|Mediterranean Diet may prevent asthma in children||01/17/18|
|A clear link between sugary drinks and weight gain||01/10/18|
|1 more reason to avoid Gestational Diabetes||01/03/18|
|Chocolate may help prevent PMS||12/27/17|
|Paleolithic ("Paleo") diet causes iodine deficiency||12/20/17|
|The power of small changes||12/13/17|
|High-glycemic-index diets linked to risk of Alzheimer's Disease||12/06/17|
|Pro-inflammatory diets lead to weight gain||11/29/17|
|"Meal" vs. "snack": the name matters||11/22/17|
|All Health and Nutrition Bites|
Blood Pressure, Salt, and Potassium
We know that diets low in sodium (salt) help to lower blood pressure. What you may not know is that diets that are high in potassium, such as vegetarian diets and those high in fruits in vegetables, can also help reduce blood pressure.
Reducing Sodium Reduces Blood Pressure
I know I've mentioned this idea before, but it's worth saying again: medicine is not like math. Remember back in Algebra class where if A = B and B = C, then A = C? One of the reasons that we do research in as large a group of people as we can is because not all people's bodies react the same way to certain things. More people in a study is better because it's easier to see how most people will react.
DASH diet: more than high blood pressure?
A study of 45,306 men between the ages of 45 and 79 and without a history of cancer were followed for seven years by researchers in Sweden (Am J Clin Nutr 2006;83:667-73). The study assessed their level of dairy product intake and correlated the subjects' intake to the incidence of colorectal cancers of various types: colorectum, colon, proximal colon, distal colon, and rectum.
Get the latest health and diet news - along with what you can do about it - sent to your Inbox once a week. Get Dr. Gourmet's Health and Nutrition Bites sent to you via email. Sign up now!
There are two types of review articles. In one type of review article, the author(s) search for all of the research that's been done into a particular topic, then pool those results together, yielding stronger results. (Here's an example.)
Another type of review allows the authors to report on the general state of the research - identifying the most common conclusions but also noting the quality research that may contradict those conclusions. This is especially useful when the subject in question is still not well understood. The research into sodium and blood pressure is just such a subject, leading researchers at the University of Delaware to write today's review article (JACC 2015;65(10):1042-50). The research articles they reviewed focus on several aspects of sodium and the link to high blood pressure. Here are their conclusions:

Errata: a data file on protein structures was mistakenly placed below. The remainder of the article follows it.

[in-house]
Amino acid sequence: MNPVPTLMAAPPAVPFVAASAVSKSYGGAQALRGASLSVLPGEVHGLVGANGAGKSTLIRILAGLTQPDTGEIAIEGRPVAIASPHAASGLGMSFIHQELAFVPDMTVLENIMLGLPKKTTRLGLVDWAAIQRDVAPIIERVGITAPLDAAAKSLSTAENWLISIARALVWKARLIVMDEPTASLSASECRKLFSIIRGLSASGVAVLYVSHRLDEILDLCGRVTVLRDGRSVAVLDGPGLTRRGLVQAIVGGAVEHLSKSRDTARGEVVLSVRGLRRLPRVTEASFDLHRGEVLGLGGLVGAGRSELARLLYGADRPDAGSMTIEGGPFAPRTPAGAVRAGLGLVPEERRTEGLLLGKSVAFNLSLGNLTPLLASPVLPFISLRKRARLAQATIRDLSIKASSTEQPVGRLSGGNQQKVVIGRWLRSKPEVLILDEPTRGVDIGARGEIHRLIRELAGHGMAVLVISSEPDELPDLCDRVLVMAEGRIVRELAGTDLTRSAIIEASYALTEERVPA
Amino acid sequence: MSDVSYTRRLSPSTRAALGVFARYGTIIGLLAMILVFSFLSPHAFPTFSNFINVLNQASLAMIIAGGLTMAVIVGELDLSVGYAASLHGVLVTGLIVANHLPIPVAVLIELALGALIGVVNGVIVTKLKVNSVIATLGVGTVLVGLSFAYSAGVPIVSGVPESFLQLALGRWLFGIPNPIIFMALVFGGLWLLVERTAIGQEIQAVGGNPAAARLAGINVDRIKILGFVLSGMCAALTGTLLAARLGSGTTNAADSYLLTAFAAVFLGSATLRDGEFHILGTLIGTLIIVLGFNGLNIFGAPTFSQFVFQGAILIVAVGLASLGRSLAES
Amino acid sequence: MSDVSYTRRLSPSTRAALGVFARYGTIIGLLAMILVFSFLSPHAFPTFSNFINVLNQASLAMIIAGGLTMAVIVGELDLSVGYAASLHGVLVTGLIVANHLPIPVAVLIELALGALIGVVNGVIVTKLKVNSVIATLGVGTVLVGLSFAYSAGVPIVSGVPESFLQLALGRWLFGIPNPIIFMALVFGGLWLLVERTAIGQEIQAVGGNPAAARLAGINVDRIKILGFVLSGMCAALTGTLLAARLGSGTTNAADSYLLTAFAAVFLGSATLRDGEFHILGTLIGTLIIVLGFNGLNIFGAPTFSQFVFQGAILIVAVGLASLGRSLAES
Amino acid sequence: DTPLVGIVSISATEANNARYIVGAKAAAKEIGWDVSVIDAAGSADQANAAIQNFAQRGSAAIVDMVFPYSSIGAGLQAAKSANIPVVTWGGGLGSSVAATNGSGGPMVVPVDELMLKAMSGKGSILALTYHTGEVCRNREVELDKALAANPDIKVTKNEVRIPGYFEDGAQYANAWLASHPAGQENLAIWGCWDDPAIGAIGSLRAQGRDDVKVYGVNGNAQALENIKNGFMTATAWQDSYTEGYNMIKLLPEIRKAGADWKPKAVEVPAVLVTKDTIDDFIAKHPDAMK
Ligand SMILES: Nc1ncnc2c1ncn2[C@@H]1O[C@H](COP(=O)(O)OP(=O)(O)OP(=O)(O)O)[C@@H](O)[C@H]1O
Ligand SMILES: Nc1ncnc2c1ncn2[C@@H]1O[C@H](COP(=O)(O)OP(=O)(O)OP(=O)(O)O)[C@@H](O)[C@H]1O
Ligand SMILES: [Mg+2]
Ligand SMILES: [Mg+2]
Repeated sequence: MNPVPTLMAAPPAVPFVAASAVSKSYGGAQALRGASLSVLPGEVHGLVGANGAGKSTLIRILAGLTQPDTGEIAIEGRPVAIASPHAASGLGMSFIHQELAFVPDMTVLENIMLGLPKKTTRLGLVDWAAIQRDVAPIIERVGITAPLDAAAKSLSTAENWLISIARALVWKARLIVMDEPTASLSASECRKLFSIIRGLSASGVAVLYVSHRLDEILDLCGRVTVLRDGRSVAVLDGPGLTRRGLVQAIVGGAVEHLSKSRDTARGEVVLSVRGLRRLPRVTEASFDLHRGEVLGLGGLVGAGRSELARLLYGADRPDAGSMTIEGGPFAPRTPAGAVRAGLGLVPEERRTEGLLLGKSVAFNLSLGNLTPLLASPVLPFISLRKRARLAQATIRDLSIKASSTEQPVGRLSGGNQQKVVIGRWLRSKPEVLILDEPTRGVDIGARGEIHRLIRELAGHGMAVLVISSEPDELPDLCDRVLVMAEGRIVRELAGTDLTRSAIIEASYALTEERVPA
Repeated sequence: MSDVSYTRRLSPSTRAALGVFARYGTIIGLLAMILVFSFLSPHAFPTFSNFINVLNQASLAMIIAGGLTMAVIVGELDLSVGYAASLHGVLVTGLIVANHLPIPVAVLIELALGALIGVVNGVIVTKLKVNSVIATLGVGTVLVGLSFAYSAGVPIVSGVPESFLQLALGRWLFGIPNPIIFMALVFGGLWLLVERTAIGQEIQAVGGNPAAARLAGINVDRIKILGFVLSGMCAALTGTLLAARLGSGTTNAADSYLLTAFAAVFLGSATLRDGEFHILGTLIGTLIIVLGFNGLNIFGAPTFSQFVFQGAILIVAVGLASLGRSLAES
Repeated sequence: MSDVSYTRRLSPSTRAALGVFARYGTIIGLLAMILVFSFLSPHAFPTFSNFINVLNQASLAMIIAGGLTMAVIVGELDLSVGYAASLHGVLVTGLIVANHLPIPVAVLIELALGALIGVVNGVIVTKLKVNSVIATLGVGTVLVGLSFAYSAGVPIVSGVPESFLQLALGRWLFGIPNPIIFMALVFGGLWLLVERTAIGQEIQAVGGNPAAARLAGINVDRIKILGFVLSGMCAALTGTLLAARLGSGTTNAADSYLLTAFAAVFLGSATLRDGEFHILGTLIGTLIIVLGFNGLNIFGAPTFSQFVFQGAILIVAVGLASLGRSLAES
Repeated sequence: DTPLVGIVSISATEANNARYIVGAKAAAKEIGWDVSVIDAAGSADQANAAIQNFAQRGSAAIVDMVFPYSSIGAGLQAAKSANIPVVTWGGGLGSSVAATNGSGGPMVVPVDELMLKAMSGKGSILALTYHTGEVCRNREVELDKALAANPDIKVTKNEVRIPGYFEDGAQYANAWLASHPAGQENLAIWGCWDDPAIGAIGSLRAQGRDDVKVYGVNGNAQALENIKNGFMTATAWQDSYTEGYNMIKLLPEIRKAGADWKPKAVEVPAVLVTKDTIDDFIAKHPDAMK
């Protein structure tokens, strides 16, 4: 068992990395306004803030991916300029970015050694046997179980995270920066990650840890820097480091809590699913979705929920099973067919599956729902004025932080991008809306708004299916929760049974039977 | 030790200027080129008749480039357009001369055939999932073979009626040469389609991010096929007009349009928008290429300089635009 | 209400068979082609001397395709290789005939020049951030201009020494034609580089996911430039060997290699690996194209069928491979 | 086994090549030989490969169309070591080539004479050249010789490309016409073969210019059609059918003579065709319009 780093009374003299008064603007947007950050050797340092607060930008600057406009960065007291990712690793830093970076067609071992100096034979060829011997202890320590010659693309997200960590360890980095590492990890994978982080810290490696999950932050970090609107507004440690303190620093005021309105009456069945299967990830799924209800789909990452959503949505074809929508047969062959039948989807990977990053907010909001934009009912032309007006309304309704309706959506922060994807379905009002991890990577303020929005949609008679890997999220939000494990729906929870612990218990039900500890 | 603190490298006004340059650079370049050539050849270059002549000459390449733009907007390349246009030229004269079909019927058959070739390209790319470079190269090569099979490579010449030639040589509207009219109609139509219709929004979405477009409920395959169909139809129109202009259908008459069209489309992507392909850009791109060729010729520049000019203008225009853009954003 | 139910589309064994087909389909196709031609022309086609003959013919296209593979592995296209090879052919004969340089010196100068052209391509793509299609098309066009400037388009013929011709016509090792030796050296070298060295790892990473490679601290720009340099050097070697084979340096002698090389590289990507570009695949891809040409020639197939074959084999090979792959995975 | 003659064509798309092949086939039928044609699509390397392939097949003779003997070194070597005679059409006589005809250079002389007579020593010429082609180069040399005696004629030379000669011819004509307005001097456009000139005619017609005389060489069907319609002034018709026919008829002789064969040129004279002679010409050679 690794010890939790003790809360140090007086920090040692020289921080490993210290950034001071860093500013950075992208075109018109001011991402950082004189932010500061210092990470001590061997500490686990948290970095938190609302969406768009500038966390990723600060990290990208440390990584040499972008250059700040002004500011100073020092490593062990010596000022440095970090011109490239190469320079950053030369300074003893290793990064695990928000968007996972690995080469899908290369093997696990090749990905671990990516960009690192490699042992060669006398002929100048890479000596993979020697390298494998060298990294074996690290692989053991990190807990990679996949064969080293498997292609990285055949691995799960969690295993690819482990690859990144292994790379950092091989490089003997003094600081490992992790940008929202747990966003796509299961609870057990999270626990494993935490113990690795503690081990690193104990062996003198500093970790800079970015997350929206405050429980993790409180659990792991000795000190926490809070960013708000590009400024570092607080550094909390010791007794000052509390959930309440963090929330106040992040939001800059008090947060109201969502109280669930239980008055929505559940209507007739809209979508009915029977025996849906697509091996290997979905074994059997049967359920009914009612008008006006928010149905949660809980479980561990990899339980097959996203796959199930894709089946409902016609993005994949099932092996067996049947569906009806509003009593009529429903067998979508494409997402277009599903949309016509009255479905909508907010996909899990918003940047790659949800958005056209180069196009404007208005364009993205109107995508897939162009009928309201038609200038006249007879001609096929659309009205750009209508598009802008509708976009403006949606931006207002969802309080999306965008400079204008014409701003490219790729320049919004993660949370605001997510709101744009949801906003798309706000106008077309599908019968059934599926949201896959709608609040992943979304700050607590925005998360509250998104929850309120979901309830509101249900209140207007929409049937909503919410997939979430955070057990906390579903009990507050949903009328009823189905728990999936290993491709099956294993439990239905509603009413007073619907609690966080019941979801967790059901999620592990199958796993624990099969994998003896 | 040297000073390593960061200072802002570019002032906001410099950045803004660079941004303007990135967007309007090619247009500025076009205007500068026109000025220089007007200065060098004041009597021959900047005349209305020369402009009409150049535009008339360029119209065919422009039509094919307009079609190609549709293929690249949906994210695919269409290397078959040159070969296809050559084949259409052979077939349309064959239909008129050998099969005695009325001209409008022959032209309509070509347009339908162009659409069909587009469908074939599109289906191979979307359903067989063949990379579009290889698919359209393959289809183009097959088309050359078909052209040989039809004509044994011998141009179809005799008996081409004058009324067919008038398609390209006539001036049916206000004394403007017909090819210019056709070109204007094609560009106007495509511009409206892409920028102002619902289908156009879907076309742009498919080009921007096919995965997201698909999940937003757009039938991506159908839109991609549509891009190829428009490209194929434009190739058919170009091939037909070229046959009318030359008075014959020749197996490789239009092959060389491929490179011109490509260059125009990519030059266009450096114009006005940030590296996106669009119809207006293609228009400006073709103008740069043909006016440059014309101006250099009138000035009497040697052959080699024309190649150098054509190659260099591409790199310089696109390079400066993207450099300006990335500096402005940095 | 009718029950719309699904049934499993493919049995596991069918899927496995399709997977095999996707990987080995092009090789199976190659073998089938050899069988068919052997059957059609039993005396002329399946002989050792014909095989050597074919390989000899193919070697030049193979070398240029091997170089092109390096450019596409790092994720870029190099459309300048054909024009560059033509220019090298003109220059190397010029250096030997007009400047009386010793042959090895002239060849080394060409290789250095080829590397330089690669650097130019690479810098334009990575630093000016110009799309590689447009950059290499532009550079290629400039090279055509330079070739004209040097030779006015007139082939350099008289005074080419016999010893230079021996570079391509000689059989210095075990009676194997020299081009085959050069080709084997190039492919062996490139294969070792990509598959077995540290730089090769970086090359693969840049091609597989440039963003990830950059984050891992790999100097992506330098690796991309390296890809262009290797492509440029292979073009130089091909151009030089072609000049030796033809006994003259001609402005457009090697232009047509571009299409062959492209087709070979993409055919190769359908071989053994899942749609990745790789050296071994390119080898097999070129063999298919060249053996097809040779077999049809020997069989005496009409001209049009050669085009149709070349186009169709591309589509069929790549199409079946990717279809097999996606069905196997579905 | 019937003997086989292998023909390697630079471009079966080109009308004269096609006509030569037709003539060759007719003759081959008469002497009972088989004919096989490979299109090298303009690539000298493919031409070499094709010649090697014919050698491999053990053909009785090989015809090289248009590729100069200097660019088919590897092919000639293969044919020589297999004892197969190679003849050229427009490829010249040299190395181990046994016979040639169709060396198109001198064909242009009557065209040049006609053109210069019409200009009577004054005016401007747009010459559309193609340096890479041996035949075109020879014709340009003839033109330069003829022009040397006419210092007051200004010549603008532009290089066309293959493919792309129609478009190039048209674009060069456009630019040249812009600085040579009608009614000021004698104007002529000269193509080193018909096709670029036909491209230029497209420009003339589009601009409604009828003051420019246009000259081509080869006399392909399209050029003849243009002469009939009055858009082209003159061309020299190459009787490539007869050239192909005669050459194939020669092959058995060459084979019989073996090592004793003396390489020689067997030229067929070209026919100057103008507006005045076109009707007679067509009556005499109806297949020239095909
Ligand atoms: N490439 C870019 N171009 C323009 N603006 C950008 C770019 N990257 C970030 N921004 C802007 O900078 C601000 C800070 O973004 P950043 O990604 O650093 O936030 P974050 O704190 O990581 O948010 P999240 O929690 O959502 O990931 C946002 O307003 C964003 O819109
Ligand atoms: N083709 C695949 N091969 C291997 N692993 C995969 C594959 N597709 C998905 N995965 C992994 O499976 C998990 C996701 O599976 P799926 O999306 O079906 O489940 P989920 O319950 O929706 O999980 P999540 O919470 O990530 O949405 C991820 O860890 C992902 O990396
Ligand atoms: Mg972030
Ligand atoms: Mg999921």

Those patients whose blood pressure decreases when they reduce the amount of sodium in their diet (or increases with more sodium) are known as "Salt Sensitive," while those whose blood pressure does not change are known as "Salt Resistant." Those people with normal blood pressures who can be identified as Salt Sensitive appear to be more likely to develop high blood pressure later and have a higher overall risk of death from all causes, but the total number of people whose reactions are significant are very small.
Research to understand just how sodium causes blood pressure to change is ongoing, but recent research shows that it includes kidney function; hormones that control the body's fluid balance; the heart, veins, and the heart's output; and genetic mechanisms.
Very interesting research suggests that high levels of salt in the diet can still negatively impact various organs even when the patient does not have high blood pressure.
Arteries: Higher levels of dietary sodium actually stiffens the arteries, which impairs their ability to dilate or constrict, and damages the lining of the blood vessels (the endothelium), which among other functions helps manage the body's fluid balance.
Heart: High sodium intake can thicken the wall of the left ventricle of the heart, which is responsible for pumping blood to the rest of the body (the right ventricle pumps blood to the lungs). While this thickening is normal for those who exercise regularly or are pregnant, because they need to pump a higher volume of blood, in most people this increased mass is scar tissue, not healthy heart muscle.
Brain: Research in rats suggests that high salt in the diet makes brainstem nuclei react more strongly to various stimuli, leading to a greater variation in blood pressures even though the average blood pressure may not increase.
The authors acknowledge that the ideal would be to perform a long-term, randomized controlled trial comparing different levels of salt in the diet. That's not really feasible, however - imagine trying to get thousands of people to stick to exact amounts of salt intake in their diet for multiple (dozens, perhaps) years. Meta-analyses of smaller studies as well as systematic reviews show "a strong positive association" between sodium intake and systolic blood pressure (the top number in a blood pressure reading).
Most of the research that analyzes the association between dietary sodium and cardiovascular disease are observational studies, which can only show that one thing is related to another - not that one thing causes another. It's also very difficult to measure dietary sodium intake very accurately over the long term, and many studies are short-lived for that reason. That said, the research looking at the opposite - that very low sodium is associated with heart disease, illness, or death - is unclear and mostly speculative.
The preponderance of evidence lands on the side of keeping your sodium intake within the Institute of Medicine's recommended limits, even if you do not have diagnosed high blood pressure. Here are three easy steps to reducing the sodium in your diet.
First posted: March 18, 2015